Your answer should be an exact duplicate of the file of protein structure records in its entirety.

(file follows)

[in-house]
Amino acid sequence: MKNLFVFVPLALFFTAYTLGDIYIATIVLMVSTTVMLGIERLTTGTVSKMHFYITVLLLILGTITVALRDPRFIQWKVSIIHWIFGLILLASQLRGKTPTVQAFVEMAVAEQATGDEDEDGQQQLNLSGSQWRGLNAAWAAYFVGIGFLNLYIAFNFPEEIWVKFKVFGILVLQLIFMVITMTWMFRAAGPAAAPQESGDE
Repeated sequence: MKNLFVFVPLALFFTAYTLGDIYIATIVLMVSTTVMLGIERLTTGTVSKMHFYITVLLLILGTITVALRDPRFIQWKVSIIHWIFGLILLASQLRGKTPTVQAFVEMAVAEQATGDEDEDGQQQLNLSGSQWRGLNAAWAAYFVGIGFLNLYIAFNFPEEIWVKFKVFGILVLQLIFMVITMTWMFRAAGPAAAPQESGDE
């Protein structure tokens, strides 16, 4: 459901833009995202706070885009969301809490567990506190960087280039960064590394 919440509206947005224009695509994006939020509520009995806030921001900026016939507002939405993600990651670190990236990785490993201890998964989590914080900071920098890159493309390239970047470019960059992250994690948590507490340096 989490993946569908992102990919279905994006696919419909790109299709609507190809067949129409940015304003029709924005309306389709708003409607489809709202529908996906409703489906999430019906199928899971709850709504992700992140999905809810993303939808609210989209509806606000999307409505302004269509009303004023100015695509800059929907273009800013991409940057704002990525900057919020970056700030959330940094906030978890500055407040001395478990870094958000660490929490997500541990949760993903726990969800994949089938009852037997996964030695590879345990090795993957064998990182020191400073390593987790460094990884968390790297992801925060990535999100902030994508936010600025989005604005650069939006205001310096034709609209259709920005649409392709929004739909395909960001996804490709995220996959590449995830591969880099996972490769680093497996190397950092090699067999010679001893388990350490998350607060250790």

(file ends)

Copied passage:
[in-house]
Amino acid sequence: MKNLFVFVPLALFFTAYTLGDIYIATIVLMVSTTVMLGIERLTTGTVSKMHFYITVLLLILGTITVALRDPRFIQWKVSIIHWIFGLILLASQLRGKTPTVQAFVEMAVAEQATGDEDEDGQQQLNLSGSQWRGLNAAWAAYFVGIGFLNLYIAFNFPEEIWVKFKVFGILVLQLIFMVITMTWMFRAAGPAAAPQESGDE
Repeated sequence: MKNLFVFVPLALFFTAYTLGDIYIATIVLMVSTTVMLGIERLTTGTVSKMHFYITVLLLILGTITVALRDPRFIQWKVSIIHWIFGLILLASQLRGKTPTVQAFVEMAVAEQATGDEDEDGQQQLNLSGSQWRGLNAAWAAYFVGIGFLNLYIAFNFPEEIWVKFKVFGILVLQLIFMVITMTWMFRAAGPAAAPQESGDE
């Protein structure tokens, strides 16, 4: 459901833009995202706070885009969301809490567990506190960087280039960064590394 919440509206947005224009695509994006939020509520009995806030921001900026016939507002939405993600990651670190990236990785490993201890998964989590914080900071920098890159493309390239970047470019960059992250994690948590507490340096 989490993946569908992102990919279905994006696919419909790109299709609507190809067949129409940015304003029709924005309306389709708003409607489809709202529908996906409703489906999430019906199928899971709850709504992700992140999905809810993303939808609210989209509806606000999307409505302004269509009303004023100015695509800059929907273009800013991409940057704002990525900057919020970056700030959330940094906030978890500055407040001395478990870094958000660490929490997500541990949760993903726990969800994949089938009852037997996964030695590879345990090795993957064998990182020191400073390593987790460094990884968390790297992801925060990535999100902030994508936010600025989005604005650069939006205001310096034709609209259709920005649409392709929004739909395909960001996804490709995220996959590449995830591969880099996972490769680093497996190397950092090699067999010679001893388990350490998350607060250790």